US 2481357 A
Description (OCR text may contain errors)
P 1949. P. L. SMITH ET AL 2,481,357
Filed Oct. 31, 1945 BY oal I 4rzae/vey Patented Sept. 6, 1949 r SEAL Paul L. Smith and Lewis E. Williams, In, Los Angeles, Calif., assignors to Douglas Aircraft Company, Inc., Santa. Monica, Calif.
Application October 31, 1945, Serial No. 625,778
This invention relates to jointures and particularly to jointures for uniting sheet material parts in a fluicl-tight manner.
Sheet material parts are usually joined by bonding, cementing, welding or riveting. In the latter case, the parts consist of sheet metal and unless a lining or a relatively large gasket memher is employed, any fluid lying on one side of the joint eventually seeps through to the other side.
The present invention provides a fluid-tight joint for sheet material that is particularly well adapted for incorporation in sheet metal liquid containers, such as integral hydrocarbon containers. As will be made manifest, however, the inventive concepts for aircraft are equally well applicable in establishing air-tight joints in the plating of pressurized compartments; and to render water-tight the hulls and floats of marine vessels and Water-borne aircraft. In fact, the invention is well adapted to replace the cementing, gaslreting, bonding or other sealing means heretofore employed in joining substantially any kind of sheet material including plastics, veneer, and laminated materials.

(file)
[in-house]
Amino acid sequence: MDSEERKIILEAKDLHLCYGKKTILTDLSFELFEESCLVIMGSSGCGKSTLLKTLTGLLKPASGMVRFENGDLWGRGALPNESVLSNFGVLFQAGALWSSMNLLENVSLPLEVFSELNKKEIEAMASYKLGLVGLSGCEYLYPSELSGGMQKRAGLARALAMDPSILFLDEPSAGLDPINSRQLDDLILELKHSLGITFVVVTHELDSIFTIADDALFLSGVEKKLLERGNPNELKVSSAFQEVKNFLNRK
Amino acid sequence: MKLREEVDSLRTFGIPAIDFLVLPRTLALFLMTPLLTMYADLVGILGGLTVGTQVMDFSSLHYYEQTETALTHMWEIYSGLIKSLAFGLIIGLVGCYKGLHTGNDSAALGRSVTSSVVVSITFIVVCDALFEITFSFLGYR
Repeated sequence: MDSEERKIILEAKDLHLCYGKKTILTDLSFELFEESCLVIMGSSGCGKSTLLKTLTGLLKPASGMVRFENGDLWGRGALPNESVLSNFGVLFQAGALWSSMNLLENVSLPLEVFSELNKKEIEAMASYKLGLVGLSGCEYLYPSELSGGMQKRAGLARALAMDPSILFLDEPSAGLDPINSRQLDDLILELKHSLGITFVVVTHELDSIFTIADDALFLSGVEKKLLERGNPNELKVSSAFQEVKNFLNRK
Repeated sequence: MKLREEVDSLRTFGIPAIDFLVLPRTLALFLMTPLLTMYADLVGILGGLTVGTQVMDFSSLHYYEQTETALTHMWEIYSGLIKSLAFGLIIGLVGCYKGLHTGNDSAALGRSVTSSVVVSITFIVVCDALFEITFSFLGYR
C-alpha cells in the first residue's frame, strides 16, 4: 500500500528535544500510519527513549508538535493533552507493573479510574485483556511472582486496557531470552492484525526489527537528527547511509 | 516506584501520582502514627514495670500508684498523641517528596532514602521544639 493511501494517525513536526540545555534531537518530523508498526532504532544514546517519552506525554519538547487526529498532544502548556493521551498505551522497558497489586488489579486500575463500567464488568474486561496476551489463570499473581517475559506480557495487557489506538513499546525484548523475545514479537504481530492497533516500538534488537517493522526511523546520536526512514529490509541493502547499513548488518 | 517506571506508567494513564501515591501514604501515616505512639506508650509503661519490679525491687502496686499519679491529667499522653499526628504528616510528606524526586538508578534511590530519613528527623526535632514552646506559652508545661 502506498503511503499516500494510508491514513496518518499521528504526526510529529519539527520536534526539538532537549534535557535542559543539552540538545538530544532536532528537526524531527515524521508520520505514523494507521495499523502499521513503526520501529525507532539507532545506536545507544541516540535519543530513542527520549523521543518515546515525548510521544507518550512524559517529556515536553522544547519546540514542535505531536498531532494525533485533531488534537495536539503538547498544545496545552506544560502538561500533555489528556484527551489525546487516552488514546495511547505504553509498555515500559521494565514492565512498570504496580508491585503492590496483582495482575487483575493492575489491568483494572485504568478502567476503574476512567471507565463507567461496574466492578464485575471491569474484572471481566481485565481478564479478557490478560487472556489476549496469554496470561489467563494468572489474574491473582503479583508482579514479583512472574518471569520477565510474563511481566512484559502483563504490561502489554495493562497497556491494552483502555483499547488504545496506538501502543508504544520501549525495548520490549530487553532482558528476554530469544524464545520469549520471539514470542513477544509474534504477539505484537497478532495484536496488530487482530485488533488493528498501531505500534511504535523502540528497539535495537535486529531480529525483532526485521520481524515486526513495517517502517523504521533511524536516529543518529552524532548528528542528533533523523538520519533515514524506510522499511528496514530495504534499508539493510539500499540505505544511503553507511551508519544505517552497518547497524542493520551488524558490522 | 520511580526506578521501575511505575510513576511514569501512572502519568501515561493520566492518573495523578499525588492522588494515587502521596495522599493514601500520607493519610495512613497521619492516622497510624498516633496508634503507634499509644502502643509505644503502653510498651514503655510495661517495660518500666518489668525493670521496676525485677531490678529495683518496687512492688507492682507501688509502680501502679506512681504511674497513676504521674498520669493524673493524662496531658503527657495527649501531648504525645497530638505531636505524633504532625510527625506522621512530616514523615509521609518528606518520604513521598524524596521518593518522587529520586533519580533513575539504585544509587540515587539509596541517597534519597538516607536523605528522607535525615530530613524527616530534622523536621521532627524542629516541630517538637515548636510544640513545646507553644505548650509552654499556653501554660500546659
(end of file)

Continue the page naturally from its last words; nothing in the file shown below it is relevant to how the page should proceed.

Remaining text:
The invention includes a joint essentially comprising two planar members united in facewise contact in mutual engagement with a flexible iilariiorm sealing member disposed longitudinally thereloetween. The sealing member has a high degree of radial elastic deiormability and should be impervious to the liquid to be sealed. The member is preferably pre-drawn, or stretched longitudinally beyond its initial elastic limit, and hence will elastically follow the longitudinal working of the faying surfaces without locally constricting or necking down. siliently yield under compression but will elastically expand to follow the radial working of the iaying surfaces in such manner as to maintain the seal.